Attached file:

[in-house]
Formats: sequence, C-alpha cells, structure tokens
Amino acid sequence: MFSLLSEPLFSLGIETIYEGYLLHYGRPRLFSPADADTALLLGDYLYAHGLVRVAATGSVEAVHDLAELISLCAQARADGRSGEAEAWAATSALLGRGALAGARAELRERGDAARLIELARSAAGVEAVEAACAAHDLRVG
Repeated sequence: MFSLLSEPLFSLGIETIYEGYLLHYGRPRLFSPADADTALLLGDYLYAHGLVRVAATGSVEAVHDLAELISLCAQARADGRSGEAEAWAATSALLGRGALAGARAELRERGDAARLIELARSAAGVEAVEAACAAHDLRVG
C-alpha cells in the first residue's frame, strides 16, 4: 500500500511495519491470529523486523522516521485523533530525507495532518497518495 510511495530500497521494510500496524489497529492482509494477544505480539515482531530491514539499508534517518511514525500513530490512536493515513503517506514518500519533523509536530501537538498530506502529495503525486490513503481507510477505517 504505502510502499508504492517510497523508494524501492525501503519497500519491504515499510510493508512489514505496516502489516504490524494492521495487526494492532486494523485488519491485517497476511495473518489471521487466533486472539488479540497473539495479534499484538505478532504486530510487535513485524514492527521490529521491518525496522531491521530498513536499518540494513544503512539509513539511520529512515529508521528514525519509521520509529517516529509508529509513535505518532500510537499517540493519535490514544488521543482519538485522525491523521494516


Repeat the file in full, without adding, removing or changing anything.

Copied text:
[in-house]
Formats: sequence, C-alpha cells, structure tokens
Amino acid sequence: MFSLLSEPLFSLGIETIYEGYLLHYGRPRLFSPADADTALLLGDYLYAHGLVRVAATGSVEAVHDLAELISLCAQARADGRSGEAEAWAATSALLGRGALAGARAELRERGDAARLIELARSAAGVEAVEAACAAHDLRVG
Repeated sequence: MFSLLSEPLFSLGIETIYEGYLLHYGRPRLFSPADADTALLLGDYLYAHGLVRVAATGSVEAVHDLAELISLCAQARADGRSGEAEAWAATSALLGRGALAGARAELRERGDAARLIELARSAAGVEAVEAACAAHDLRVG
C-alpha cells in the first residue's frame, strides 16, 4: 500500500511495519491470529523486523522516521485523533530525507495532518497518495 510511495530500497521494510500496524489497529492482509494477544505480539515482531530491514539499508534517518511514525500513530490512536493515513503517506514518500519533523509536530501537538498530506502529495503525486490513503481507510477505517 504505502510502499508504492517510497523508494524501492525501503519497500519491504515499510510493508512489514505496516502489516504490524494492521495487526494492532486494523485488519491485517497476511495473518489471521487466533486472539488479540497473539495479534499484538505478532504486530510487535513485524514492527521490529521491518525496522531491521530498513536499518540494513544503512539509513539511520529512515529508521528514525519509521520509529517516529509508529509513535505518532500510537499517540493519535490514544488521543482519538485522525491523521494516